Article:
On the heels of failure, disappointment must give way to determined resolve. Successive Australian Governments repeated lip service to Aboriginal health is a clear hypocrisy in light of the failings of their Closing the Gap initiative.
 
Australian people must hold the Government to account for meaningful and dedicated engagement with Aboriginal and Torres Strait Islander peoples and to health for all.
 
http://ama.com.au/article/2018-ama-report-card-indigenous-health-rebuilding-closing-gap-health-strategy-and-review http://www.thelancet.com/journals/lancet/article/PIIS0140-6736(19)30405-2/fulltext


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Call to revitalize ‘language of the ancestors’ for survival of future generations
by UNESCO, OHCHR, UN News, agencies
 
Feb. 2019
 
Hundreds of ancestral languages have gone silent in recent generations, taking with them the culture, knowledge and traditions of the people who spoke them. To preserve and revitalize those that remain, the United Nations has officially launched the International Year of Indigenous Languages.
 
Delivering inaugural remarks, Kanentokon Hemlock, a Mohawk community Bear Clan Chief from Kahnawke, paid tribute to Mother Earth.
 
“As indigenous people, our languages are those of the earth and it is those languages that we use to speak with our mother”, he said, saying “the health of our languages is connected to the health of the earth”, which is being abused.
 
“We lose our connection and our ancient ways of knowing of the earth when our languages fall silent”, he explained, stressing that “for the sake of future generations we must ensure they too can speak the language of our ancestors”.
 
The President of the UN General Assembly, Maria Fernanda Espinosa Garces highlighted the close connection between indigenous languages and ancestral culture and knowledge, saying that “they are much more than tools for communication, they are channels for human legacies to be handed down”.
 
“Each indigenous language has an incalculable value for humankind”, she said, calling each “a treasure laden with history, values, literature, spirituality, perspectives and knowledge, developed and garnered over millennium”.
 
“When a language dies,” she spelled out “it takes with it all of the memory bound up inside it”.
 
Indigenous languages are symbols of their people’s identity, “vectors for values, ways of life and expressions of their connections with earth”, according to the Assembly president, who called them “crucial” for survival.
 
Indigenous languages also open the door to ancestral practices and knowledge, such as in agriculture, biology, astronomy, medicine and meteorology. Although there are still 4,000 in existence across the globe, many are on the brink of extinction.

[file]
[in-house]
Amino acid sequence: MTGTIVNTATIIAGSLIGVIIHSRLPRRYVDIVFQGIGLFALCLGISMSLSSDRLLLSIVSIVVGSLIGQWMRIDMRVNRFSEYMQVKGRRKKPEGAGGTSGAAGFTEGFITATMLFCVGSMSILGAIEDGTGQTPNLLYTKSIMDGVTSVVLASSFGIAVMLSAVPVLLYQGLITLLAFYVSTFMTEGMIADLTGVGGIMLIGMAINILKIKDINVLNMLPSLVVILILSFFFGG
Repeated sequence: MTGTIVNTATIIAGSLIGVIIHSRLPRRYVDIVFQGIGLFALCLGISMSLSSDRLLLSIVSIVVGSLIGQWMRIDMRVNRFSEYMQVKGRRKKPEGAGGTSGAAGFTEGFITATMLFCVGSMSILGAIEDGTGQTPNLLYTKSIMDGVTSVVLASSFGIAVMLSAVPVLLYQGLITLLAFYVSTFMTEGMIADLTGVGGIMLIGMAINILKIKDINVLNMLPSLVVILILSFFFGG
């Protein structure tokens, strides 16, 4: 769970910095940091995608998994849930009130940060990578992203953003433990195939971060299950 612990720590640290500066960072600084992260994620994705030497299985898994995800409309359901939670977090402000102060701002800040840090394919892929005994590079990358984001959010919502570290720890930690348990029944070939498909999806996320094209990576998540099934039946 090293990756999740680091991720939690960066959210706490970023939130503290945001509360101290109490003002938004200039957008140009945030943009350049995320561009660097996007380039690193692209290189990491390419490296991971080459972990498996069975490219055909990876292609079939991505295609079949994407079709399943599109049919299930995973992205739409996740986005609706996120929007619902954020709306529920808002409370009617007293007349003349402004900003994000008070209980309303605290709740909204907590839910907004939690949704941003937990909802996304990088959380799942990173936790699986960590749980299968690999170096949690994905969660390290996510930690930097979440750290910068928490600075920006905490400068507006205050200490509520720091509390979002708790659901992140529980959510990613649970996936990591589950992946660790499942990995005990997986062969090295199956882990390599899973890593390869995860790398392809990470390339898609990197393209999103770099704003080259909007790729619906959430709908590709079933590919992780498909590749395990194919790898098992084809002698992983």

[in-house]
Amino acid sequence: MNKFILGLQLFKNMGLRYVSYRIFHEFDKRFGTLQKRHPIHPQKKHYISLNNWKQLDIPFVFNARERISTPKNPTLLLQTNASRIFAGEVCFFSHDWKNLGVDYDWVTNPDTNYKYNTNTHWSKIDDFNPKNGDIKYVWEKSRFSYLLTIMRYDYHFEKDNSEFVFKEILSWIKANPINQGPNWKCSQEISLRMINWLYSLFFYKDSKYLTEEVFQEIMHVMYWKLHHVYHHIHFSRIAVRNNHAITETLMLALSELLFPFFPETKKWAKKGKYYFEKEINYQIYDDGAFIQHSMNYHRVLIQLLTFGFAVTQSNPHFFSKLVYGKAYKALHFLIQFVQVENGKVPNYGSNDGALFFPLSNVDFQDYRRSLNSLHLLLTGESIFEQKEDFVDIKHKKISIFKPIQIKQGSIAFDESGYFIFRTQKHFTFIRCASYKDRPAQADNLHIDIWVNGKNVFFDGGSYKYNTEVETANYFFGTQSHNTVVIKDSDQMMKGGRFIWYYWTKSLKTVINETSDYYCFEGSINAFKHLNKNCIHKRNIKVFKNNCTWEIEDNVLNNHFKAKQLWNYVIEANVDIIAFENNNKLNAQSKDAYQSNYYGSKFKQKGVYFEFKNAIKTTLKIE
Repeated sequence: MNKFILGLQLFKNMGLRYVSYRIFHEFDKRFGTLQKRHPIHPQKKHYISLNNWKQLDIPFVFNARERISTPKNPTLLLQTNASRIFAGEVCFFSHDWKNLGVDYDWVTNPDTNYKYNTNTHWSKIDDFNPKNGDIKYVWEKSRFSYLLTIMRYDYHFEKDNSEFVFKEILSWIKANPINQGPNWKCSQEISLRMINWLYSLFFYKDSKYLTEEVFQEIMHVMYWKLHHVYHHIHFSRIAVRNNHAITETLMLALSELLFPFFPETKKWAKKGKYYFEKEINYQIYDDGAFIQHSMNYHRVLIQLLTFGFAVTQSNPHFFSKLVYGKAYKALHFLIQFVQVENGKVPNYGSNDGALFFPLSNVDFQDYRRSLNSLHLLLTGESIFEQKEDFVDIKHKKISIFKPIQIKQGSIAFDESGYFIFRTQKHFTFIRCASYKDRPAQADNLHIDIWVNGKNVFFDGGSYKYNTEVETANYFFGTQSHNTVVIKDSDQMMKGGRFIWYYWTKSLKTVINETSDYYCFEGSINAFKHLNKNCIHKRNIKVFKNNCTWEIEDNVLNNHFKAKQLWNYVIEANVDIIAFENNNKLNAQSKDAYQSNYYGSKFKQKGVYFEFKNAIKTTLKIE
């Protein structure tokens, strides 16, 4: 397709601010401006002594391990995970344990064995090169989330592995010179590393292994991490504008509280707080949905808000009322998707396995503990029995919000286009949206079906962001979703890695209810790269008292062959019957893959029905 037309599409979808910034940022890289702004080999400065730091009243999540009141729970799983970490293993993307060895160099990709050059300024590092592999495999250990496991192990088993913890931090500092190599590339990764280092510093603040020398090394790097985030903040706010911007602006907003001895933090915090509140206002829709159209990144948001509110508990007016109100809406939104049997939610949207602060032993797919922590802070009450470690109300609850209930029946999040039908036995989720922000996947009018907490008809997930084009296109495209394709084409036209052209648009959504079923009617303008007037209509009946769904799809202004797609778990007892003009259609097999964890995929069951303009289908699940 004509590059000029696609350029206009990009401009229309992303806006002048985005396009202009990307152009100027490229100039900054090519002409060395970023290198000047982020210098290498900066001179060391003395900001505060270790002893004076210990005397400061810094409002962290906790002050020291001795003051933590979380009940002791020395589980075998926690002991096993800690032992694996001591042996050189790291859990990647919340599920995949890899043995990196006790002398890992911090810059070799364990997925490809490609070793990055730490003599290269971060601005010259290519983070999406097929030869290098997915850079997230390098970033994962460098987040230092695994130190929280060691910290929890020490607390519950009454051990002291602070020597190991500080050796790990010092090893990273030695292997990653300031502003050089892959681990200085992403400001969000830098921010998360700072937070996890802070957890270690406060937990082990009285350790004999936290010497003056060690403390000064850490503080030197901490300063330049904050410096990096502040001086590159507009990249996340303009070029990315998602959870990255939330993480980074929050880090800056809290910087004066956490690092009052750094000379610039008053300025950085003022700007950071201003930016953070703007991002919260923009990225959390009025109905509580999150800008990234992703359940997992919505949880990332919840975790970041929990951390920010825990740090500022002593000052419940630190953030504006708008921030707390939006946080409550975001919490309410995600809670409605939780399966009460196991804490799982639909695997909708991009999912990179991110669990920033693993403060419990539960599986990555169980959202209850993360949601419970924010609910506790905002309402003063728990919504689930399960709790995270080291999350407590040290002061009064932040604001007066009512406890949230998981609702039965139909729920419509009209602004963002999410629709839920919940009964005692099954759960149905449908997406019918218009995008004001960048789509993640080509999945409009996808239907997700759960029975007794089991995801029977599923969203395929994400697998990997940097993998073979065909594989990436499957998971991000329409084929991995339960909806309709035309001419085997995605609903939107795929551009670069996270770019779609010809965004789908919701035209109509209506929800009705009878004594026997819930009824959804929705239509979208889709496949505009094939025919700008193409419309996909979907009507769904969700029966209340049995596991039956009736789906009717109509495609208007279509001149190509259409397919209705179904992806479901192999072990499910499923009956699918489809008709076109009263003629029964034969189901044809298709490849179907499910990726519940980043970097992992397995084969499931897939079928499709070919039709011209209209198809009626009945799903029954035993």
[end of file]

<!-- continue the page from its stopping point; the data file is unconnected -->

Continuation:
“This International Year must serve as a platform from which we can reverse the alarming trend of the extinction of indigenous languages”, to recover and preserve them, including by implementing education systems that favor the use of a Mother tongue, Ms. Espinosa stated.
 
Evo Morales, President of Bolivia, addressed the survival of indigenous people and languages under the force of colonialization.
 
“Today we come here having survived the colonial era which has tried to bring our elders to their knees and squash them beneath the weight of injustice”, he said.
 
Mr. Morales called on everyone to work together through dialogue to promote policies which help to preserve Indigenous lives, identities, values and cultures.
 
There are 770 million Indigenous people across 90 countries, constituting six per cent of the global population, living in many biodiverse regions, the President noted. And yet “capitalist greed” has left them among the poorest 15 per cent of the population.
 
Warning that greed was driving the move to annex yet more indigenous resources, he said that there was a “criminal silence” on the part of world leaders “when it comes to speaking out against these phenomena”, pointing out the hypocrisy of lecturing indigenous people about democracy and human rights, while quashing their community identities and suppressing languages at risk of dying out.
 
“Language is culture, language is an expression of a cosmovision and that is a way of seeing the world”, he said. “If languages disappear… the memories that they bear will disappear as well as the people that speak them”.
 
Encouraging everyone to “preserve the knowledge and wisdom of our ancestors”, Mr. Morales urged that a new paradigm be ushered in, one which is the fruit of indigenous peoples and “champions the Mother Earth”. http://en.iyil2019.org/